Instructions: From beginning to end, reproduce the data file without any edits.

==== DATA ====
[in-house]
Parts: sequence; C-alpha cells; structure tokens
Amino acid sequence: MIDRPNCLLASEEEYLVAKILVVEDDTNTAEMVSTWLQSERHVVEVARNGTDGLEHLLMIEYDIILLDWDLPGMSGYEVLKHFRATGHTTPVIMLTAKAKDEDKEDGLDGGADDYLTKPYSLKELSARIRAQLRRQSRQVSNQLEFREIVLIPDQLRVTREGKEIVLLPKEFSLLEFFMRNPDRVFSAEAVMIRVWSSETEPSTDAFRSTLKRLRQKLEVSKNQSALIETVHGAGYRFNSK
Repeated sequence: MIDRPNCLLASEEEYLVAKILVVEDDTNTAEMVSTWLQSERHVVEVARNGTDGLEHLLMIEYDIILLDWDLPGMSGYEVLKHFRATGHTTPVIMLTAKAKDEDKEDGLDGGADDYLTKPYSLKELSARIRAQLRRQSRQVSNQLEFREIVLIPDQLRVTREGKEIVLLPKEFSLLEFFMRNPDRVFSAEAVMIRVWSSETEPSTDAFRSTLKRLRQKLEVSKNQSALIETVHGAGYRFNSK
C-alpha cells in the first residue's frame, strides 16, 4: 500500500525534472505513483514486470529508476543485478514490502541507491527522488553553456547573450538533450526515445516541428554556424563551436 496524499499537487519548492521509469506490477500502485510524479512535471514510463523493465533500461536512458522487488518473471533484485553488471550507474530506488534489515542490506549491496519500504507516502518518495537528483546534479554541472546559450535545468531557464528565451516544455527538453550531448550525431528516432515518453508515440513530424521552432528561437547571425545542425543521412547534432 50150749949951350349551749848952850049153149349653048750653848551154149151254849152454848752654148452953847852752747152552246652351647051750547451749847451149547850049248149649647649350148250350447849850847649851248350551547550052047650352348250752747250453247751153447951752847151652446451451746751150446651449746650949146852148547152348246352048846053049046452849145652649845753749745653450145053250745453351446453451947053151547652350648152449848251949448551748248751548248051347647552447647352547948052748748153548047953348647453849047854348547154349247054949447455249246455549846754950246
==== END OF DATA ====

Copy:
[in-house]
Parts: sequence; C-alpha cells; structure tokens
Amino acid sequence: MIDRPNCLLASEEEYLVAKILVVEDDTNTAEMVSTWLQSERHVVEVARNGTDGLEHLLMIEYDIILLDWDLPGMSGYEVLKHFRATGHTTPVIMLTAKAKDEDKEDGLDGGADDYLTKPYSLKELSARIRAQLRRQSRQVSNQLEFREIVLIPDQLRVTREGKEIVLLPKEFSLLEFFMRNPDRVFSAEAVMIRVWSSETEPSTDAFRSTLKRLRQKLEVSKNQSALIETVHGAGYRFNSK
Repeated sequence: MIDRPNCLLASEEEYLVAKILVVEDDTNTAEMVSTWLQSERHVVEVARNGTDGLEHLLMIEYDIILLDWDLPGMSGYEVLKHFRATGHTTPVIMLTAKAKDEDKEDGLDGGADDYLTKPYSLKELSARIRAQLRRQSRQVSNQLEFREIVLIPDQLRVTREGKEIVLLPKEFSLLEFFMRNPDRVFSAEAVMIRVWSSETEPSTDAFRSTLKRLRQKLEVSKNQSALIETVHGAGYRFNSK
C-alpha cells in the first residue's frame, strides 16, 4: 500500500525534472505513483514486470529508476543485478514490502541507491527522488553553456547573450538533450526515445516541428554556424563551436 496524499499537487519548492521509469506490477500502485510524479512535471514510463523493465533500461536512458522487488518473471533484485553488471550507474530506488534489515542490506549491496519500504507516502518518495537528483546534479554541472546559450535545468531557464528565451516544455527538453550531448550525431528516432515518453508515440513530424521552432528561437547571425545542425543521412547534432 50150749949951350349551749848952850049153149349653048750653848551154149151254849152454848752654148452953847852752747152552246652351647051750547451749847451149547850049248149649647649350148250350447849850847649851248350551547550052047650352348250752747250453247751153447951752847151652446451451746751150446651449746650949146852148547152348246352048846053049046452849145652649845753749745653450145053250745453351446453451947053151547652350648152449848251949448551748248751548248051347647552447647352547948052748748153548047953348647453849047854348547154349247054949447455249246455549846754950246